1. In this smartphone/Facebook world, I think it is extremely important to have some “nothing to do” time every day/week. I used to try to cram as many number of activities as possible into a day to feel productive. I now know how useless (and actually un-productive) that is!

    I now try to deliberately put in some “mindless” hours every weekend when I basically do absolutely nothing or go sit somewhere to watch people/life go by. (A chair on a home balcony facing the road in Bengaluru would be so perfect for this!) No digital/telephonic distractions allowed! It also helps that we decided to not have cable/TV and have been happy with that decision for 2 years now. It is way too easy to turn on the TV and let it fill in our indecisive hours of the day.

      1. Vaidya: Yes, the banian-dhoti clad uncle (or couple of sari clad neighbour aunties) standing at the gate all noon watching the road-life pass by 😀 Cable TV’s daily serials made them an extinct species.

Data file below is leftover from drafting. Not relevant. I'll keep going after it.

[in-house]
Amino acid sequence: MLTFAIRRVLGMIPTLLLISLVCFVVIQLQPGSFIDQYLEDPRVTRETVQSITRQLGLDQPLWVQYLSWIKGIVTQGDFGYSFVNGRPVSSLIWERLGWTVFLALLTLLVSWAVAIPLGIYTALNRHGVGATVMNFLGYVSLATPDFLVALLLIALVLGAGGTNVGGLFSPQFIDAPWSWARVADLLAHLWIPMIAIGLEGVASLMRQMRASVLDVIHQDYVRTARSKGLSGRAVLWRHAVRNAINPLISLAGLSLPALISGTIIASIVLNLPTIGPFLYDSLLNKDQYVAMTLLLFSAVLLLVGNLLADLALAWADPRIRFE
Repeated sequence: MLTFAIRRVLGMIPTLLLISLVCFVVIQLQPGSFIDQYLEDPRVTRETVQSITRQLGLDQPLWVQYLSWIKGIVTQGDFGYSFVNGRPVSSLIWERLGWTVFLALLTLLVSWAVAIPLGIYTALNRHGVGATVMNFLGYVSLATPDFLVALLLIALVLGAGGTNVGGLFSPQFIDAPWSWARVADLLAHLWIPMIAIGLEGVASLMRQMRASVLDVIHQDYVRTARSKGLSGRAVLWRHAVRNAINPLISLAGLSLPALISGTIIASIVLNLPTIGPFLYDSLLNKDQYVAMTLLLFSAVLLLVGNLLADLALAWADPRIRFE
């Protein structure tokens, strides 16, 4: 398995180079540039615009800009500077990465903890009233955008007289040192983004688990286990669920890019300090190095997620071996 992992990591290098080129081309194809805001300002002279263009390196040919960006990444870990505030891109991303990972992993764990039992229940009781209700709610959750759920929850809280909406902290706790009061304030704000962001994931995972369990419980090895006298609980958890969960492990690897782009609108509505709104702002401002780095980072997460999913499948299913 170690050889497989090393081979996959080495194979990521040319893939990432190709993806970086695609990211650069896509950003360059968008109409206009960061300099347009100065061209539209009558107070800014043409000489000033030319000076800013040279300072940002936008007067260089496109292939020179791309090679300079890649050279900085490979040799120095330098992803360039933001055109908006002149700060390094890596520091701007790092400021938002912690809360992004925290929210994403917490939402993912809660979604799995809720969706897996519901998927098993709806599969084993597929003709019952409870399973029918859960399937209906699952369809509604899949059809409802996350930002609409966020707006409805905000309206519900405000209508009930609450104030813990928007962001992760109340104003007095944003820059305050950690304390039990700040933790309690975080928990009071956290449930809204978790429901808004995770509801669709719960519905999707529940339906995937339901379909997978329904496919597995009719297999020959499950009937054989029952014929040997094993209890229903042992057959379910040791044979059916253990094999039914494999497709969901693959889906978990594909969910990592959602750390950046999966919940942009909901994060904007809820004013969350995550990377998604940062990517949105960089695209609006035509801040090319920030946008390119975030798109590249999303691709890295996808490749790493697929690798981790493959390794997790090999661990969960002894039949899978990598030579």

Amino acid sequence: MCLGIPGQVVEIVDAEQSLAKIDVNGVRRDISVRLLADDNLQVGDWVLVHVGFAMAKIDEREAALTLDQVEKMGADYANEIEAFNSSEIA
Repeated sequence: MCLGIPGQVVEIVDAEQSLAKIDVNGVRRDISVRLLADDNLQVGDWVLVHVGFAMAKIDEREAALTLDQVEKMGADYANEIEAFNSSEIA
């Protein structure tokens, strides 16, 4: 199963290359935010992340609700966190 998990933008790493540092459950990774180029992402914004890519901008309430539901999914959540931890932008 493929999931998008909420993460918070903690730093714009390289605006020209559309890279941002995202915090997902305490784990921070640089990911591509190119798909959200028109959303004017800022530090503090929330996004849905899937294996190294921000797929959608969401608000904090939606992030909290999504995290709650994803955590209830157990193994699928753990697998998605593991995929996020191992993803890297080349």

It is mildly amusing (and highly irritating) to discover that some things our earlier generation used to do were actually kind of okay.

        The more I read and discover about keeping a healthy mind and body, the more I am stepping back towards the lifestyle and diet of our ancestors. I am reminded of this Zen proverb: “Before enlightenment, chop wood, carry water. After enlightenment, chop wood, carry water.” (The proverb is actually about something else, but kind of suits this sentiment.)

        BTW ever thought why you get ideas in the shower or sitting in the loo? It is the only place in today’s digital lifestyle where our mind is blanked out and at peace from distractions 😀